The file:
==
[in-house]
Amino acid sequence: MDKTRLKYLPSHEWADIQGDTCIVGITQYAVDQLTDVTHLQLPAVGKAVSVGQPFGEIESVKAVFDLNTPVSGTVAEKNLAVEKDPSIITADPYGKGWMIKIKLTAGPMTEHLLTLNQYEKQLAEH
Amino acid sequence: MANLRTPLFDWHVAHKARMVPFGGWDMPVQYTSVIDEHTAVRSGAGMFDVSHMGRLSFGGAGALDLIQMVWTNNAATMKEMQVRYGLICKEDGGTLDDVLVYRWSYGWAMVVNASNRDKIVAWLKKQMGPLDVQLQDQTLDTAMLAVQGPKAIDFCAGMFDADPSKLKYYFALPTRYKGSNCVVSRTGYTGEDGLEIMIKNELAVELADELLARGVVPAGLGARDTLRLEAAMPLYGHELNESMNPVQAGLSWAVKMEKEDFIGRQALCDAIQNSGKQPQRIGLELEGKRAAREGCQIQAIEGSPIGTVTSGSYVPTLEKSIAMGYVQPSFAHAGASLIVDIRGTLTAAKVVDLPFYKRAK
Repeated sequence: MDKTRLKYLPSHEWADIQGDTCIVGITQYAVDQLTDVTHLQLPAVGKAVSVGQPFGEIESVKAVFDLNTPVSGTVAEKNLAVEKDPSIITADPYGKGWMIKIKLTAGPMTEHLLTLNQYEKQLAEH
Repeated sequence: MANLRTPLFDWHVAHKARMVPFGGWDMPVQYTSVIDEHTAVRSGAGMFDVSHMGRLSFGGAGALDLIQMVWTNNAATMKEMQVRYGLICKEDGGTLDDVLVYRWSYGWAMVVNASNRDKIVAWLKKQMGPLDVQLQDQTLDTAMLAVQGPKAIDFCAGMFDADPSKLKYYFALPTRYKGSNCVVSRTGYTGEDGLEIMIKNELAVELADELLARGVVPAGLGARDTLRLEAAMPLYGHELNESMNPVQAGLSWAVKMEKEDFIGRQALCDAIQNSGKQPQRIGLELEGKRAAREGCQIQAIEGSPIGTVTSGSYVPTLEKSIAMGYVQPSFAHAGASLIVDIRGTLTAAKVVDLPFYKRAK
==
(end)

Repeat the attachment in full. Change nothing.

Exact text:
[in-house]
Amino acid sequence: MDKTRLKYLPSHEWADIQGDTCIVGITQYAVDQLTDVTHLQLPAVGKAVSVGQPFGEIESVKAVFDLNTPVSGTVAEKNLAVEKDPSIITADPYGKGWMIKIKLTAGPMTEHLLTLNQYEKQLAEH
Amino acid sequence: MANLRTPLFDWHVAHKARMVPFGGWDMPVQYTSVIDEHTAVRSGAGMFDVSHMGRLSFGGAGALDLIQMVWTNNAATMKEMQVRYGLICKEDGGTLDDVLVYRWSYGWAMVVNASNRDKIVAWLKKQMGPLDVQLQDQTLDTAMLAVQGPKAIDFCAGMFDADPSKLKYYFALPTRYKGSNCVVSRTGYTGEDGLEIMIKNELAVELADELLARGVVPAGLGARDTLRLEAAMPLYGHELNESMNPVQAGLSWAVKMEKEDFIGRQALCDAIQNSGKQPQRIGLELEGKRAAREGCQIQAIEGSPIGTVTSGSYVPTLEKSIAMGYVQPSFAHAGASLIVDIRGTLTAAKVVDLPFYKRAK
Repeated sequence: MDKTRLKYLPSHEWADIQGDTCIVGITQYAVDQLTDVTHLQLPAVGKAVSVGQPFGEIESVKAVFDLNTPVSGTVAEKNLAVEKDPSIITADPYGKGWMIKIKLTAGPMTEHLLTLNQYEKQLAEH
Repeated sequence: MANLRTPLFDWHVAHKARMVPFGGWDMPVQYTSVIDEHTAVRSGAGMFDVSHMGRLSFGGAGALDLIQMVWTNNAATMKEMQVRYGLICKEDGGTLDDVLVYRWSYGWAMVVNASNRDKIVAWLKKQMGPLDVQLQDQTLDTAMLAVQGPKAIDFCAGMFDADPSKLKYYFALPTRYKGSNCVVSRTGYTGEDGLEIMIKNELAVELADELLARGVVPAGLGARDTLRLEAAMPLYGHELNESMNPVQAGLSWAVKMEKEDFIGRQALCDAIQNSGKQPQRIGLELEGKRAAREGCQIQAIEGSPIGTVTSGSYVPTLEKSIAMGYVQPSFAHAGASLIVDIRGTLTAAKVVDLPFYKRAK